3 Feb. 5.
- Feb. 6.
SHERIDAN ROUTS EARLY AT WAYNESBORO'.
Gregg's cavalry was ing them off to Richmond. The loss first assailed by this force, and push- was small; but the impunity with ed back to Hatcher's run ; Ayres's which it was inflicted argued extreme division, which was hurrying up to looseness and inefficiency in the pickthe support of Crawford, was next eting and guarding of our lines. Of stricken in flank while marching, and course, such an enterprise was not pushed back; when the blow fell on attempted without preconcert with Crawford, who was likewise driven, traitors on our side. with heavy loss. Following up their Gen. Sheridan, still in command success quite too eagerly, the Con- in the Valley, was instructed by Gen. federates now attacked Humphreys's Grant to open the campaign of 1865 (2d) corps, which had had time to in- in Virginia by a magnificent and trench, and which promptly sent them daring cavalry raid aimed at Lynchto the right about. The loss in this burg and the Rebel communications affair on our side was nearly 2,000; generally, but with liberty to Sherithat of the Rebels was about 1,000. dan to move southward until he reThe ground taken by the 2d corps enforced Sherman-still deficient in was held, and our left thus perma- cavalry—if that should seem advinently extended to IIatcher's run. sable. Sheridan left' Winchester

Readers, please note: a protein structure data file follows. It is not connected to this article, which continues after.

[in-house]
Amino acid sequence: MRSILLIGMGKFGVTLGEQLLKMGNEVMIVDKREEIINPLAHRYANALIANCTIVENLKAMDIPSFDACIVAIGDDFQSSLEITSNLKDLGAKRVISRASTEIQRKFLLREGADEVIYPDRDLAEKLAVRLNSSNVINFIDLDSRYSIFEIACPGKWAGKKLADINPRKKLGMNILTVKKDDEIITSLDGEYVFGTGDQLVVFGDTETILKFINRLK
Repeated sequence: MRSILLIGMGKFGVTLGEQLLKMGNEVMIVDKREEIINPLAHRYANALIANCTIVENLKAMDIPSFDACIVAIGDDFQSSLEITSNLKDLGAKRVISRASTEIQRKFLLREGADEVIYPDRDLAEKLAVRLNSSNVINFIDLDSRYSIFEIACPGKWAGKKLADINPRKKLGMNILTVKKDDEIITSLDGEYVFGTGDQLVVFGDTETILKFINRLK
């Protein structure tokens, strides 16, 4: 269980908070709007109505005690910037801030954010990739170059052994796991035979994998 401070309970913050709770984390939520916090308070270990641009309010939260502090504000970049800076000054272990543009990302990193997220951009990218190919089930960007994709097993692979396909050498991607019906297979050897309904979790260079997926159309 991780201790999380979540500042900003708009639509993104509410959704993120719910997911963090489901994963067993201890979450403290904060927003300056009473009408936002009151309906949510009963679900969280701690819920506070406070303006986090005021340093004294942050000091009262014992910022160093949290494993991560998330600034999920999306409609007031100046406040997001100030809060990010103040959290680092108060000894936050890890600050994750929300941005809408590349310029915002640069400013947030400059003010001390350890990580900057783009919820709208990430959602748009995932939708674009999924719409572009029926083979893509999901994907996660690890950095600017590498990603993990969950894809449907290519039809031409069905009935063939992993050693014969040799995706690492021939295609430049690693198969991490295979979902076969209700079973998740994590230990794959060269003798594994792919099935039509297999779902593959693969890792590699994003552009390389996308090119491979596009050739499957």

with 10,000 men—all mounted-and The Rebels in Northern Virginia moved so rapidly as to save the evinced the greater activity during bridge at Mount Crawford across the the Winter. Aside from sundry in- middle fork of the Shenandoah; passconsiderable but annoying dashes ing through Staunton,' and hurling through our lines at several points, himself on Early, who had made by the alert, ubiquitous guerrilla, a stand in his intrenchments at Moseby, Gen. Rosser, with a mount- Waynesboro', at the head of some ed force, slipped across the main 2,500 men ; who were almost inrange of the Alleghanies into West stantly routed, with a loss of 1,600 Virginia ; surprising Beverly, Ran- prisoners, 11 guns, 17 flags, and 200 dolph county; which was held by a loaded wagons. In fact, there was garrison of 700, who were caught' little left of Early's force but Early sound asleep, with pickets only 300 himself. The prisoners were sent to yards from their camp; 400 of them Winchester, guarded by 1,500 men; made prisoners, the residue dispersed, while Sheridan, destroying the railand much spoil secured in the shape roads, proceeded to Charlottesville ;o of horses, commissary's and quarter- which succumbed without a blow: master's stores. All that could be and here he spent two days destroycarried off in their haste was taken; ing Rebel dépôts, manufactories, the residue destroyed.